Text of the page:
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According to Exodus –38, the Israelites numbered "about six hundred thousand men on foot, besides women and children", plus many non-Israelites and livestock. "Egyptology and the traditions of early Hebrew antiquity (Genesis and Exodus)". Numbers gives a more precise total of 603,550 men aged 20 and up. the memory of Egyptian oppression, for example, may be based on the harsh treatment of Canaanites inside Canaan during those centuries in the 2nd millennium when the region was ruled by Egypt: these memories could later have been transferred to Egypt itself, and a new exodus story created. A historical Moses associated with a small group may have been later generalised into the savior of Israel, while others have found echoes of the descent into Egypt and the Exodus in the history of the Hyksos, who were Canaanite rulers of the Egyptian Delta in the 16th century BCE. The crossing of the Red Sea has been variously placed at the Pelusic branch of the Nile, anywhere along the network of Bitter Lakes and smaller canals that formed a barrier toward eastward escape, the Gulf of Suez (south-southeast of Succoth), and the Gulf of Aqaba (south of Ezion-Geber), or even on a lagoon on the Mediterranean coast. Exodus in the Jewish Experience: Echoes and Reverberations.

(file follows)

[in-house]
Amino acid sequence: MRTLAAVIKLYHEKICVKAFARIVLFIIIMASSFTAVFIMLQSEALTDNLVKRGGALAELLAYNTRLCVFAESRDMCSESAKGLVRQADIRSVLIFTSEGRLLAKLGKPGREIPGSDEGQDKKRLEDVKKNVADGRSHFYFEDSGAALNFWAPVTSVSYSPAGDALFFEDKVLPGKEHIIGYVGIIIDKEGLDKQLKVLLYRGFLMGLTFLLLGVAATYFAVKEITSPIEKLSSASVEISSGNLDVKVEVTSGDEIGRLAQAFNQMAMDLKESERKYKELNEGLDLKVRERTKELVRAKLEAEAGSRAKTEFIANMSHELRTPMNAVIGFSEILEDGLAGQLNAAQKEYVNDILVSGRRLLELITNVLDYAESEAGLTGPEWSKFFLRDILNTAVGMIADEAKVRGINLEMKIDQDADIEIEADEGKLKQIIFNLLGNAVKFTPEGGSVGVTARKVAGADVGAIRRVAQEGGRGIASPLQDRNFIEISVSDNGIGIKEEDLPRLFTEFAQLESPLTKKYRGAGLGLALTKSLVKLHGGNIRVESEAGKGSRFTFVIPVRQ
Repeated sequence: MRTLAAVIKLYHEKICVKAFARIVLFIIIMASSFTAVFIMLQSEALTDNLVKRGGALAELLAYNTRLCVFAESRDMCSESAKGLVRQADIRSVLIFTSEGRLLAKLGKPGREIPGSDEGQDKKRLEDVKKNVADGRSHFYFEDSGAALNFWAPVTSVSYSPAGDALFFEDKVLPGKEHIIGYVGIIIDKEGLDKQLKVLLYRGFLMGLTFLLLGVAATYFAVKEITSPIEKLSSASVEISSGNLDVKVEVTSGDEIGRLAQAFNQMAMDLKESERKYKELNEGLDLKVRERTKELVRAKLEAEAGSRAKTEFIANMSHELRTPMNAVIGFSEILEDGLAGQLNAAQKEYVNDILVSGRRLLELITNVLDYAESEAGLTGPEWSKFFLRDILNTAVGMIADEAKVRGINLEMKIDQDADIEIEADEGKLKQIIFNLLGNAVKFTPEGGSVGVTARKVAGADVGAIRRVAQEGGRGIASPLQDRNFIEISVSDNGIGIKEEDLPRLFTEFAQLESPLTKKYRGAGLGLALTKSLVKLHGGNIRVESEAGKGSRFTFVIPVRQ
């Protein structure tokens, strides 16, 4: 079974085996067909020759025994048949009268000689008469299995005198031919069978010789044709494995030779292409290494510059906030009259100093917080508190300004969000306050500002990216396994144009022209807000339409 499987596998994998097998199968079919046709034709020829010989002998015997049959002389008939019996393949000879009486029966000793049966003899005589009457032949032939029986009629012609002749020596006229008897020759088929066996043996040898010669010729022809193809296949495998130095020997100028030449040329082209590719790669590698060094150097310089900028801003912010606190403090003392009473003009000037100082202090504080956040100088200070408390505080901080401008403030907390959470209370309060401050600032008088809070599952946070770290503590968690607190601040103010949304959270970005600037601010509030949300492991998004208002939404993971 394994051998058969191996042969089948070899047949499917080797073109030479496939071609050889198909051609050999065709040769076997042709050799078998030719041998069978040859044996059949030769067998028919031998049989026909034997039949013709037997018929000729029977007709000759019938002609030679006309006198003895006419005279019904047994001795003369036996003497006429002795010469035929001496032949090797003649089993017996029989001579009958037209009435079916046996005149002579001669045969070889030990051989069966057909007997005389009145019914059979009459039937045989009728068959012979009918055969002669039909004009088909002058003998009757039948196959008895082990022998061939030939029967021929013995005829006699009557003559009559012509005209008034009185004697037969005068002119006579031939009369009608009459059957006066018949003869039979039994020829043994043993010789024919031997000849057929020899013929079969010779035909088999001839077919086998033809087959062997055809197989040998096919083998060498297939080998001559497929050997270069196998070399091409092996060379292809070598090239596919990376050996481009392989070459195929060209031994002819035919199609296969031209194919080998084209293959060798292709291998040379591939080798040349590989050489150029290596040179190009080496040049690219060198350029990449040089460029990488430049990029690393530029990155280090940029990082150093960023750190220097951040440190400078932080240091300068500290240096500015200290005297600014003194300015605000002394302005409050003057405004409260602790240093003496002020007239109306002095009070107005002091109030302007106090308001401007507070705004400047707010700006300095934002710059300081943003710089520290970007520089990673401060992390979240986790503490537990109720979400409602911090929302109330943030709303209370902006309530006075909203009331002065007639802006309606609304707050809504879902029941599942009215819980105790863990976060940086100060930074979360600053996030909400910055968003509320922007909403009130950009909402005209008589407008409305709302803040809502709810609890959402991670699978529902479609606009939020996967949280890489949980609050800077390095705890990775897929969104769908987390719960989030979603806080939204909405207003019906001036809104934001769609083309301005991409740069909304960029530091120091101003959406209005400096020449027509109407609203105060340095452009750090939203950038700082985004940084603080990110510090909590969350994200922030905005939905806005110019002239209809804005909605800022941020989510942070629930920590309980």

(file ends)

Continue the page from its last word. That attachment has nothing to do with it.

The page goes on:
The exodus story may therefore have originated a few centuries earlier, perhaps the 9th or 10th, and there are signs that it took different forms in Israel, in the Transjordan region, and in the southern Kingdom of Judah before being unified in the Persian era. The story of the Exodus is told in the books of Exodus, Leviticus, Numbers, and Deuteronomy, the last four of the five books of the Torah (also called the Pentateuch).It tells of the events that befell the Israelites following the death of Joseph, their departure from Egypt, and their wanderings in the wilderness, including the revelations at Sinai, up to their arrival at the borders of Canaan.So while a few scholars, notably Kenneth Kitchen and James K. Hoffmeier, continue to discuss the historicity, or at least plausibility, of the story, arguing that the Egyptian records have been lost or suppressed or that the fleeing Israelites left no archaeological trace or that the large numbers are mistranslated, the majority have abandoned the investigation as "a fruitless pursuit".

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